Conti Ransomware Plans Stealth Attacks on Intel Firmware

When analyzing leaked conversations from the Conti ransomware operation, researchers found that teams from the group were developing hacks based on firmware, more specifically on Intel chipsets.

Excerpt translated into English from the leaked chat. Image: Eclypsium

Developers in the group created proof-of-concept (PoC) code leveraging the Intel Management Engine (ME) — a physical microcontroller embedded inside Intel chipsets that runs a microOS to provide out-of-band services — to subscribe to flash and get execution. SMM (System Management Mode).

Conti was looking to ME to find undocumented functions and commands that could be leveraged. In this way, the group could access the flash memory that hosts the UEFI/BIOS firmware, to bypass protections and perform arbitrary code execution on a compromised system.

Conti Ransomware Plans Stealth Attacks on Intel Firmware

Image: Eclypsium

It is worth remembering that, unlike the TrickBot module that targeted UEFI firmware flaws to aid Conti infections and later undertaken by the group, Eclypsium’s findings indicate that engineers were committed to discovering new, unknown flaws in the microcontroller.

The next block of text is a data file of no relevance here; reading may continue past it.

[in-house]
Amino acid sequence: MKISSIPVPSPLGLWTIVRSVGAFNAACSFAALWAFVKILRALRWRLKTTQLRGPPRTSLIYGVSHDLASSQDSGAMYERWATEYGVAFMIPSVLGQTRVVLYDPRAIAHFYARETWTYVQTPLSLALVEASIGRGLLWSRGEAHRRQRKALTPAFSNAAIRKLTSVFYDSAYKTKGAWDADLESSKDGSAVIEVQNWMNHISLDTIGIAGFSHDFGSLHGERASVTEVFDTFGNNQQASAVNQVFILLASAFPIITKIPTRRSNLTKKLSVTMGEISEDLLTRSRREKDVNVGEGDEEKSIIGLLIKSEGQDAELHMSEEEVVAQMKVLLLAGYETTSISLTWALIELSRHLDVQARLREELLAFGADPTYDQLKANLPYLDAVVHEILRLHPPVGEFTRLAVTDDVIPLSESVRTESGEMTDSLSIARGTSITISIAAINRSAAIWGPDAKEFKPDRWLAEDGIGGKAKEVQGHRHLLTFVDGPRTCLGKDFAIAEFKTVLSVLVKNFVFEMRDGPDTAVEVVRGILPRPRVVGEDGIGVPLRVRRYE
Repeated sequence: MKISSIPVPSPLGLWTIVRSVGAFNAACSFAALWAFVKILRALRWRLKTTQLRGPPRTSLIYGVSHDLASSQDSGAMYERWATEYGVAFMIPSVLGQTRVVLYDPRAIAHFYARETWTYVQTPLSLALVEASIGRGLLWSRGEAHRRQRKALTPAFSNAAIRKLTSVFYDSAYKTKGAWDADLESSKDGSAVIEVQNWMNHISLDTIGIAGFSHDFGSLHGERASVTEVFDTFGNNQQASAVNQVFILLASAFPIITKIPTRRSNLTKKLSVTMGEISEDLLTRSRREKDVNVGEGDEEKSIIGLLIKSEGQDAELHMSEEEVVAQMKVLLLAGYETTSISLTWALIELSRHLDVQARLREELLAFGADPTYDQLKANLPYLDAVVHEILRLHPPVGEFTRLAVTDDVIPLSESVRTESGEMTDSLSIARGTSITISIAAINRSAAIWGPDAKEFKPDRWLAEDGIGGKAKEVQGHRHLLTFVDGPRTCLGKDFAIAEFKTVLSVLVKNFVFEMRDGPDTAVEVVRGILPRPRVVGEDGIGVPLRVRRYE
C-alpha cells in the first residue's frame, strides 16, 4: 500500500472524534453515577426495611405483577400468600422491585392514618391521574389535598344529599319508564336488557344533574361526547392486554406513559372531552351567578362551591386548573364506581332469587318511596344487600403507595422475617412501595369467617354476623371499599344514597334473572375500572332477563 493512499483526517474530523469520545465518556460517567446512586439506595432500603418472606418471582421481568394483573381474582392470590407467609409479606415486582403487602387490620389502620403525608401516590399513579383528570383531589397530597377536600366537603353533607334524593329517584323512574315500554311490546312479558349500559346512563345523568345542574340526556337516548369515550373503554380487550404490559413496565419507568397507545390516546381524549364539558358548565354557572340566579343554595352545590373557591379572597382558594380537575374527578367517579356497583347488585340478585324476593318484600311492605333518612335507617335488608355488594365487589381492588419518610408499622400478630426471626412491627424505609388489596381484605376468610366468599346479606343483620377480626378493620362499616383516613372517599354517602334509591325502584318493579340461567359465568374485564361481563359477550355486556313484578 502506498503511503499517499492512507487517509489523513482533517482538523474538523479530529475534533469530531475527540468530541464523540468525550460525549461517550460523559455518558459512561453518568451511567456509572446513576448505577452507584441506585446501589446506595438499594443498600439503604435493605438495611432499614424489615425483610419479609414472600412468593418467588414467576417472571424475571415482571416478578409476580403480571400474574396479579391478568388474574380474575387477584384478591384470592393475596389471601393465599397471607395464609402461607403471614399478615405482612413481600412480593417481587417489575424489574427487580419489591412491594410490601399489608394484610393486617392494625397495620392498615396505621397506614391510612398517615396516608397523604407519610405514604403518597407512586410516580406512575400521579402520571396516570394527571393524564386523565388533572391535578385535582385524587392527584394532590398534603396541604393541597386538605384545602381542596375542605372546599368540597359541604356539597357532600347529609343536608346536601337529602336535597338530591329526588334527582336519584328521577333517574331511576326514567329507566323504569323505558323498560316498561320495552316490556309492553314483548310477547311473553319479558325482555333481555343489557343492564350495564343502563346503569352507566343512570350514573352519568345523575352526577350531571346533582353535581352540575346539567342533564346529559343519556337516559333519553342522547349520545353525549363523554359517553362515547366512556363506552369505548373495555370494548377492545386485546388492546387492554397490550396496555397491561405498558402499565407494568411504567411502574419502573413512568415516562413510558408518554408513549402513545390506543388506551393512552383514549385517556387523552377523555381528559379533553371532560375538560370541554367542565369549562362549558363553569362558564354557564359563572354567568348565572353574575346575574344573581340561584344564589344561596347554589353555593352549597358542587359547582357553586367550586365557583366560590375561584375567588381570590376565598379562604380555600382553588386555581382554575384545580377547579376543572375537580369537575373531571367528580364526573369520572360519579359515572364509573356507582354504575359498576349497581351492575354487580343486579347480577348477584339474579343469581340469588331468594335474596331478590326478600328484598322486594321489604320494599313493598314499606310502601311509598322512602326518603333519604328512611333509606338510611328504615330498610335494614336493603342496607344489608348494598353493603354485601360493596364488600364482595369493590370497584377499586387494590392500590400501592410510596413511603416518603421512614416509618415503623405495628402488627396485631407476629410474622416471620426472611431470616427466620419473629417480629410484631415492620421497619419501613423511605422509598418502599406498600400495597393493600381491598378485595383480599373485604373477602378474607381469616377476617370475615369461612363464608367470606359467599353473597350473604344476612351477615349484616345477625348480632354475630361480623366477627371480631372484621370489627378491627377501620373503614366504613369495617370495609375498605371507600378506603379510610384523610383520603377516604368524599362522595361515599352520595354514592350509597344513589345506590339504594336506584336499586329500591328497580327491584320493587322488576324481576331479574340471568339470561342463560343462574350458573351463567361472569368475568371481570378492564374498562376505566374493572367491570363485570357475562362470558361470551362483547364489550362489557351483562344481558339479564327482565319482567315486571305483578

Finally, by offloading an implant into the SMM code, the group could act at the highest system privilege level (ring-0) without being detected by OS security tools.

Intel Firmware Sneak Attacks

A firmware attack first goes through accessing the system through a common path: using phishing, exploits, or a supply chain attack.

After attackers compromise the ME, the next step is based on OOP (Out of Protection) regions that are allowed access, depending on the implementation of the Intel Management Engine and various other restrictions or protections.

These could be access to overwrite the SPI descriptor or moving the UEFI/BIOS out of the protected area or direct access to the BIOS region, according to the researchers at Eclypsium.

If the Intel Management Engine does not have access to any of them, threat actors could still turn to ME to force a virtual media boot and unlock the PCH protections that support the SPI controller.

This attack flow could be used by Conti to permanently lock down systems, gain persistence, evade antivirus detections, and endpoint detection and response (EDR), bypassing operating system security.

Conti Ransomware Plans Stealth Attacks on Intel Firmware

Image: Advanced Intel

Although the Conti ransomware group announced the end of operations in May, members are still working to conduct attacks on smaller, autonomous groups. In addition, the code already developed by the engineers continues to exist, which does not rule out the chances of being used in real attacks. The possibilities are countless.

To protect yourself, it is important that available hardware firmware updates are properly installed, as well as monitoring the ME for configuration changes and regularly checking the integrity of the SPI flash.

Via BleepingComputer

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